Option B coverage in the Federal Group Life Insurance Plan can be fully kept after retiring from government service, but it gets costly as you get older.
Once employed by the federal government in a position that is eligible for FEGLI coverage, a new hire is automatically enrolled in the Federal Employee Group Life Insurance (FEGLI) program with “Basic” coverage. There are also three optional types of coverage under FEGLI that can be added onto FEGLI Basic but cannot be held separately from the Basic life insurance benefits. There are many differences between FEGLI Basic and the three add-on options, but the following three are some of the most important to keep in mind:
- While any type of FEGLI coverage can be waived or dropped at any point, only FEGLI Basic can be enrolled (or re-enrolled) in whenever a federal employee wishes. Attaining (or re-enrolling in) the other three options can only be done at certain points throughout federal service. And remember, you can’t be covered by any additional FEGLI options without also keeping FEGLI Basic.
- The employee pays the full premium amount for the Optional coverages. With FEGLI Basic, the government will pay 1/3 of the cost, leaving the employee to pay the remaining 2/3.
- The cost of FEGLI Basic is the same for all FERS and CSRS employees or annuitants. Alternatively, the cost for the optional coverages are dependent on the insured individual’s age.
How FEGLI Option B Works
Along with Options A and C, there is also FEGLI Option B. A federal employee or annuitant covered by this FEGLI option has the following life insurance benefits on top of their Basic benefits: dollar amount equal to their “SF-50” salary after applying one of the following multipliers: x1, x2, x3, x4, or x5. The numerical product that results from multiplying the annual salary by the chosen multiplier is then rounded up to the nearest $1000 and then another $1000 is added to that.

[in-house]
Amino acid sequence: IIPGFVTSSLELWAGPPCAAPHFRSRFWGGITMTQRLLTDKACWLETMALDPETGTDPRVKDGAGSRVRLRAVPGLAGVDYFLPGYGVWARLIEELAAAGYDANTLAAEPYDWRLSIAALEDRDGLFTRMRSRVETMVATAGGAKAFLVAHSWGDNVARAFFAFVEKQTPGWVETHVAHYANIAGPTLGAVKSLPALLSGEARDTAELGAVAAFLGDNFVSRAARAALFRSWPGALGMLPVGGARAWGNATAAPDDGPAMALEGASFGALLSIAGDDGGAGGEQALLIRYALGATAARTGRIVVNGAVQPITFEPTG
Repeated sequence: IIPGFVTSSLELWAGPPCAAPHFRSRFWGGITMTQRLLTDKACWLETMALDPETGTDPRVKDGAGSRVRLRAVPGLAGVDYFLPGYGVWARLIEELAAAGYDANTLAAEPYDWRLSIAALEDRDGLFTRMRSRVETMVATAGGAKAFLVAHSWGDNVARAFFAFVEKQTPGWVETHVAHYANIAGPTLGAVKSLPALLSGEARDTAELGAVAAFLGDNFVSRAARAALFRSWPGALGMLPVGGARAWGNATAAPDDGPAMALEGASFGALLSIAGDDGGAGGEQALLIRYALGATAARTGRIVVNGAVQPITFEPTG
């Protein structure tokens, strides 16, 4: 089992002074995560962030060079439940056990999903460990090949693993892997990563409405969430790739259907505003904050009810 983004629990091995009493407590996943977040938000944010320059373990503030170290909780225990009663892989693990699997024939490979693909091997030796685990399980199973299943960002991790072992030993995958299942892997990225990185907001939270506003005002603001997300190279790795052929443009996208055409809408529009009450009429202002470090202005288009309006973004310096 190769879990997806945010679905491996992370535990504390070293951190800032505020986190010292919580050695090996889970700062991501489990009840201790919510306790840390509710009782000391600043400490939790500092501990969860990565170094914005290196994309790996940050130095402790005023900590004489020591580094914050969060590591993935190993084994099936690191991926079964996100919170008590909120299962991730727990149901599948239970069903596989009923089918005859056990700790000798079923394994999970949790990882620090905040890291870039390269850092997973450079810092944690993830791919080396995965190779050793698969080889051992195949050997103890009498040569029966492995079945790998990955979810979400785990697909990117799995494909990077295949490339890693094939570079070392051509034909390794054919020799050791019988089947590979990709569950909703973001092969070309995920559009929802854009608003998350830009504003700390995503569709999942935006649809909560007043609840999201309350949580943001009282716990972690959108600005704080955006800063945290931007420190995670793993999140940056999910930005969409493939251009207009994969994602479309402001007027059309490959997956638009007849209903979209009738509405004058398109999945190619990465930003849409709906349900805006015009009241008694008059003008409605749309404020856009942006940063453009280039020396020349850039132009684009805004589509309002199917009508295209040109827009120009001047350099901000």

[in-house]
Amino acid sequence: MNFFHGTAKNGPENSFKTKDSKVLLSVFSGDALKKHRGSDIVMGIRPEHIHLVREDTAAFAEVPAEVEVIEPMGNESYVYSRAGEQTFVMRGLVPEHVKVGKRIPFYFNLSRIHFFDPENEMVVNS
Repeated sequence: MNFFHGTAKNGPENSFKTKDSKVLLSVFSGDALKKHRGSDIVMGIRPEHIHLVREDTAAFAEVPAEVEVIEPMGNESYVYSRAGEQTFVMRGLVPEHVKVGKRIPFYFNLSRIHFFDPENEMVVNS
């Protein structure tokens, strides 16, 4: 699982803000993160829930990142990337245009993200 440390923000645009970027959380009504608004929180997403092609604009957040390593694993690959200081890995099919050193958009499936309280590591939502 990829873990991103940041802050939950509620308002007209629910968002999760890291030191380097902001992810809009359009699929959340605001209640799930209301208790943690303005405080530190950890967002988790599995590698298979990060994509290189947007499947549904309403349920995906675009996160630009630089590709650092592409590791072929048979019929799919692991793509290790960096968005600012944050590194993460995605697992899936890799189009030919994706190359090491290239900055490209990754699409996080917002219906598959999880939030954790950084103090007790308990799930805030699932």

For those paying Option B premiums, age is a huge factor in determining the cost. Here are the FEGLI Option B premium rates, effective October 1, 2021:
|Age Range||Cost per $1000 of Coverage (biweekly)||Increase from Previous Age Range|
|Under Age 35:||$0.02||--|
For example, $100,000 of FEGLI Option B insurance benefits at age 35 would cost $2.00 every two weeks. That same amount of insurance benefits at age 81 is going to cost $288.00 biweekly. The higher premiums after age 65 can be avoided by either dropping the coverage while in-service or retiring and choosing the “reduced coverage option.” Note the above premiums are for employees who are still working. If you’re retired and have not chosen “reduced coverage,” the monthly premiums are as follows:
|Age Range||Cost per $1000 of Coverage (monthly)||Increase from Previous Age Range|
|Reduced Benefits in Retirement, any age||Free*||---|
*When claiming retirement benefits, a FERS or CSRS annuitant with FEGLI Option B coverage can choose “reduced” coverage at no further cost, or keep the optional insurance in place by paying the applicable premium costs. The choice that incurs no future cost can only be selected if the aspiring retiree has the FEGLI Option B insurance for at least five straight years prior to their retirement date, still holds the Option B insurance on that same date, and there is no court order from a divorce stipulating that Option B must be maintained, unreduced, even in retirement.
How Option B Stings
The result of no longer having to pay the premiums is the potential benefit amount decreases by 2% each month. The FEGLI Option B coverage is automatically dropped after 50 months, or when the benefit amount hits zero, whichever happens first.
If you don’t elect the reduced benefit choice at retirement, going forward you can only drop Option B or keep paying the increasing premium costs. The coverage reduction cannot be selected after you have already entered retirement and chosen to keep Option B fully in place. If a federal retiree is not anticipating the dramatic price increases that occur every five years, they can be blindsided by them. And only then, when it is too late, is it realized that choosing to gradually reduce coverage would’ve been a better choice as such may have still provided additional coverage at the same point in time, albeit diminished, than having to drop the life insurance altogether when it became too costly.
Until Next Time,
**Written by Benjamin Derge, Financial Planner, ChFEBC℠ The information has been obtained from sources considered reliable but we do not guarantee that the foregoing material is accurate or complete. Any opinions are those of Benjamin Derge and not necessarily those of RJFS or Raymond James. Links are being provided for information purposes only. Expressions of opinion are as of this date and are subject to change without notice. Raymond James is not affiliated with and does not endorse, authorize, or sponsor any of the listed websites or their respective sponsors.